What are the considerations when faced with burial or cremation?

If the recently deceased did not leave any instructions for the disposal of his or her body, the decision must be made by the family of the deceased. The alternatives are direct burial or cremation; the decision can be a difficult one to make as there are a number of factors that must be considered. The family must take into account and religious concerns as well as the potential cost, concern for the environment and any personal feelings that may enter into it.

It is usually less costly to dispose of the remains via cremation; this of course assumes that there is a crematorium within a reasonable distance from where the death took place. As the remains will be placed in one of the many unique cremation urns that are available it is not necessary to pay for a casket or a burial plot. Other expenses which are eliminated when cremation is chosen as the method of disposal are transportation from the funeral home to the cemetery and a headstone or grave marker.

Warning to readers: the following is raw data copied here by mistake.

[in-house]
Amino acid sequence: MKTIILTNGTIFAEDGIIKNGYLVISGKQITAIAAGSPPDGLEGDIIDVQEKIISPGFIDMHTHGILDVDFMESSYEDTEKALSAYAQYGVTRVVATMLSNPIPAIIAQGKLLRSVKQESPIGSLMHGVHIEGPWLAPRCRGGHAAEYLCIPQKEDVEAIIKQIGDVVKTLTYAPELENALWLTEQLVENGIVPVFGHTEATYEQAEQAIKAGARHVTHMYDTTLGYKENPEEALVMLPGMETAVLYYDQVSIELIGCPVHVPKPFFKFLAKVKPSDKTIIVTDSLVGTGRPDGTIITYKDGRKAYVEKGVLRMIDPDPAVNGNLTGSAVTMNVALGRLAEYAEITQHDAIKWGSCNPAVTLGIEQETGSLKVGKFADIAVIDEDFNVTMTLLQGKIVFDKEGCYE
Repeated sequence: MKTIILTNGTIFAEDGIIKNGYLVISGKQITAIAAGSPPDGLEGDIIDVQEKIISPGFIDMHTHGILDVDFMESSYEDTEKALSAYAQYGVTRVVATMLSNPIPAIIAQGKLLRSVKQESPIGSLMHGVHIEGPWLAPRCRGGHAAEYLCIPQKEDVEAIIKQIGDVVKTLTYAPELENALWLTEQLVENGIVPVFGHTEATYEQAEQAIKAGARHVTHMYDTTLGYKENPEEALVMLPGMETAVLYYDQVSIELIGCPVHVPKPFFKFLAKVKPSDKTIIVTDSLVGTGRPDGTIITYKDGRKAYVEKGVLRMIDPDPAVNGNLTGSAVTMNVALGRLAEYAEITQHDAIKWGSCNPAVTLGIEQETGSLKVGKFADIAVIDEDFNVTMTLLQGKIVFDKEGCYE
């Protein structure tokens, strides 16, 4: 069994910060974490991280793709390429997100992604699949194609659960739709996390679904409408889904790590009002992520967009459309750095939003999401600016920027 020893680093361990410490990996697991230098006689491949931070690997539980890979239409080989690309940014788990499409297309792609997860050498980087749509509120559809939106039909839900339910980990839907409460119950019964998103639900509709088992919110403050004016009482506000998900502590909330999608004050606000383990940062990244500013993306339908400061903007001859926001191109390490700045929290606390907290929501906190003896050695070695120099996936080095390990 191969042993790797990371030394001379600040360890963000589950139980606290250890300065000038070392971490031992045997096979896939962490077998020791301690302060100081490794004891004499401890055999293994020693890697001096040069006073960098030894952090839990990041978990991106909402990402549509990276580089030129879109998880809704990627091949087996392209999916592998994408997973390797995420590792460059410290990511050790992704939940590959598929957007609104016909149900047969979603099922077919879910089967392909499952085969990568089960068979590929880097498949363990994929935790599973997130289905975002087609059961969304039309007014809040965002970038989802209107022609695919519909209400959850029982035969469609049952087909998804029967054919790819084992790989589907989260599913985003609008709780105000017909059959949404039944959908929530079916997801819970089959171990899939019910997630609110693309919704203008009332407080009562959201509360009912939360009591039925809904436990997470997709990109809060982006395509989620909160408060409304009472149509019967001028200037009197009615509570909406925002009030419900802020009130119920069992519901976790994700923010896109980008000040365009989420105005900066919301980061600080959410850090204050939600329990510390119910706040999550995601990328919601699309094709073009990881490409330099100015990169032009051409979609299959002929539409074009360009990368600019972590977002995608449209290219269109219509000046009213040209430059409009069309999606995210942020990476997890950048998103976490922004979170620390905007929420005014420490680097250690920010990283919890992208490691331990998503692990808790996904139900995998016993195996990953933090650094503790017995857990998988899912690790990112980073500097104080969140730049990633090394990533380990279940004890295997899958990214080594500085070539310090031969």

Although the cremated remains will be returned to the family in their choice of unique cremation urns, there still is the issue of disposal of the ashes if this is the plan. Many people will keep the remains as a mark of respect and memory of the deceased, others will not. Many people dispose of the ashes at sea; there are a number of companies that can arrange these services. Although disposal of the cremated remains will cost, the cost is far from that associated with a burial.

Cremation is a very personal decision that must be made by the survivors but in some cases it is made for them by the religious beliefs of the deceased. There are religions that prohibit the cremation of the remains. Up until the middle of the 20th century the Catholic religion banned cremation, this ban has been lifted and today mass can be said in the presence of the remains.

Although there are very good reasons to choose one method over another, at the end of it all it is strictly a personal decision. It must be said that although thinking of one’s own death can be difficult, making the choice when still alive takes the burden off the family upon your demise.

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